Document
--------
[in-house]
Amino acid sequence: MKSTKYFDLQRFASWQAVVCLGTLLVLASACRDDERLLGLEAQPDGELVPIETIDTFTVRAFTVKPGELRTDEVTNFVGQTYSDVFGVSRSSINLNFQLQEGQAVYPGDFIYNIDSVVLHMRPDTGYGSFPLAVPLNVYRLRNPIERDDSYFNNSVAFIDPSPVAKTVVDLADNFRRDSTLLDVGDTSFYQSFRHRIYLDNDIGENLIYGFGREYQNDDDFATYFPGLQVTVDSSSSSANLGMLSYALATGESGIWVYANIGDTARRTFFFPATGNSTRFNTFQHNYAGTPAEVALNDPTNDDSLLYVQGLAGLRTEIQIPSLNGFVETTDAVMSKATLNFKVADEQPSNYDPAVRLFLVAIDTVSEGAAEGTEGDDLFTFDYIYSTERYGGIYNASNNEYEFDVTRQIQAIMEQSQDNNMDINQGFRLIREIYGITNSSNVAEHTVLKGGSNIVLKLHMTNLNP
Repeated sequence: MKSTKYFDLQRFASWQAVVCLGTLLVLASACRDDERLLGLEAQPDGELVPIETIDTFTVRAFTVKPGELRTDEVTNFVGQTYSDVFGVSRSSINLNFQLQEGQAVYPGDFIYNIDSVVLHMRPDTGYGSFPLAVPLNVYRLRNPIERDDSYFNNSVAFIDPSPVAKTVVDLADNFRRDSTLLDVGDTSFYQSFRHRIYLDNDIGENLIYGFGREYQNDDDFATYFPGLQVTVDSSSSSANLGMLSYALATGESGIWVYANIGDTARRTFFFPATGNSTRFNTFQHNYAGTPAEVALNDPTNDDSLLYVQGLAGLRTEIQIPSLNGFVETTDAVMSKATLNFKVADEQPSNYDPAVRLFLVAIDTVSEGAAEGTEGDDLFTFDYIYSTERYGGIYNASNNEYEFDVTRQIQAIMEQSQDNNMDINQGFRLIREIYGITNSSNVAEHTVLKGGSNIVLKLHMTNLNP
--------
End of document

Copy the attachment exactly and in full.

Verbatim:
[in-house]
Amino acid sequence: MKSTKYFDLQRFASWQAVVCLGTLLVLASACRDDERLLGLEAQPDGELVPIETIDTFTVRAFTVKPGELRTDEVTNFVGQTYSDVFGVSRSSINLNFQLQEGQAVYPGDFIYNIDSVVLHMRPDTGYGSFPLAVPLNVYRLRNPIERDDSYFNNSVAFIDPSPVAKTVVDLADNFRRDSTLLDVGDTSFYQSFRHRIYLDNDIGENLIYGFGREYQNDDDFATYFPGLQVTVDSSSSSANLGMLSYALATGESGIWVYANIGDTARRTFFFPATGNSTRFNTFQHNYAGTPAEVALNDPTNDDSLLYVQGLAGLRTEIQIPSLNGFVETTDAVMSKATLNFKVADEQPSNYDPAVRLFLVAIDTVSEGAAEGTEGDDLFTFDYIYSTERYGGIYNASNNEYEFDVTRQIQAIMEQSQDNNMDINQGFRLIREIYGITNSSNVAEHTVLKGGSNIVLKLHMTNLNP
Repeated sequence: MKSTKYFDLQRFASWQAVVCLGTLLVLASACRDDERLLGLEAQPDGELVPIETIDTFTVRAFTVKPGELRTDEVTNFVGQTYSDVFGVSRSSINLNFQLQEGQAVYPGDFIYNIDSVVLHMRPDTGYGSFPLAVPLNVYRLRNPIERDDSYFNNSVAFIDPSPVAKTVVDLADNFRRDSTLLDVGDTSFYQSFRHRIYLDNDIGENLIYGFGREYQNDDDFATYFPGLQVTVDSSSSSANLGMLSYALATGESGIWVYANIGDTARRTFFFPATGNSTRFNTFQHNYAGTPAEVALNDPTNDDSLLYVQGLAGLRTEIQIPSLNGFVETTDAVMSKATLNFKVADEQPSNYDPAVRLFLVAIDTVSEGAAEGTEGDDLFTFDYIYSTERYGGIYNASNNEYEFDVTRQIQAIMEQSQDNNMDINQGFRLIREIYGITNSSNVAEHTVLKGGSNIVLKLHMTNLNP